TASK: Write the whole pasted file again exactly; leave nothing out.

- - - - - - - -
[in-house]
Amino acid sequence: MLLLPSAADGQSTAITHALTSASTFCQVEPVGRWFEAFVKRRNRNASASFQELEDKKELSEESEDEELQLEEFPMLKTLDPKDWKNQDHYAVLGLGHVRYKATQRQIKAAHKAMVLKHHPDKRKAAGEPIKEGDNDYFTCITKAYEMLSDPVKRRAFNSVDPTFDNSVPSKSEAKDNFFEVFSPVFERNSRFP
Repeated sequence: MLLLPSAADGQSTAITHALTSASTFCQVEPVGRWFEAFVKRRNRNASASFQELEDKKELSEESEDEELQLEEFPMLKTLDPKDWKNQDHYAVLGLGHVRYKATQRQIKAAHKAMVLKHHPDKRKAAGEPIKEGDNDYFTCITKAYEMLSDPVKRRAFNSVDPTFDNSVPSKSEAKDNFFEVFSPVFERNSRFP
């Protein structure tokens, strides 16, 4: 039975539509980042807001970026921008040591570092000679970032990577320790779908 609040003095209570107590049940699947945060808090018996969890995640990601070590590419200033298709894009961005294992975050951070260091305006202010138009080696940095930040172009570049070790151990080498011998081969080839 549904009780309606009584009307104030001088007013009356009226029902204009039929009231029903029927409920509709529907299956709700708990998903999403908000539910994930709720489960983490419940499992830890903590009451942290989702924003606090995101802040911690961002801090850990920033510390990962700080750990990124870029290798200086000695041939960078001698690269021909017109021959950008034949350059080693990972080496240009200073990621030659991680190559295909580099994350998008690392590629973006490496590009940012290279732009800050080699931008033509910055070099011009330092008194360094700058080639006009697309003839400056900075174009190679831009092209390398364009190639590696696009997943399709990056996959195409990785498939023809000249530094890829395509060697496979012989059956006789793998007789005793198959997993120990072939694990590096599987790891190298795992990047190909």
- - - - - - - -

[in-house]
Amino acid sequence: MLLLPSAADGQSTAITHALTSASTFCQVEPVGRWFEAFVKRRNRNASASFQELEDKKELSEESEDEELQLEEFPMLKTLDPKDWKNQDHYAVLGLGHVRYKATQRQIKAAHKAMVLKHHPDKRKAAGEPIKEGDNDYFTCITKAYEMLSDPVKRRAFNSVDPTFDNSVPSKSEAKDNFFEVFSPVFERNSRFP
Repeated sequence: MLLLPSAADGQSTAITHALTSASTFCQVEPVGRWFEAFVKRRNRNASASFQELEDKKELSEESEDEELQLEEFPMLKTLDPKDWKNQDHYAVLGLGHVRYKATQRQIKAAHKAMVLKHHPDKRKAAGEPIKEGDNDYFTCITKAYEMLSDPVKRRAFNSVDPTFDNSVPSKSEAKDNFFEVFSPVFERNSRFP
């Protein structure tokens, strides 16, 4: 039975539509980042807001970026921008040591570092000679970032990577320790779908 609040003095209570107590049940699947945060808090018996969890995640990601070590590419200033298709894009961005294992975050951070260091305006202010138009080696940095930040172009570049070790151990080498011998081969080839 549904009780309606009584009307104030001088007013009356009226029902204009039929009231029903029927409920509709529907299956709700708990998903999403908000539910994930709720489960983490419940499992830890903590009451942290989702924003606090995101802040911690961002801090850990920033510390990962700080750990990124870029290798200086000695041939960078001698690269021909017109021959950008034949350059080693990972080496240009200073990621030659991680190559295909580099994350998008690392590629973006490496590009940012290279732009800050080699931008033509910055070099011009330092008194360094700058080639006009697309003839400056900075174009190679831009092209390398364009190639590696696009997943399709990056996959195409990785498939023809000249530094890829395509060697496979012989059956006789793998007789005793198959997993120990072939694990590096599987790891190298795992990047190909």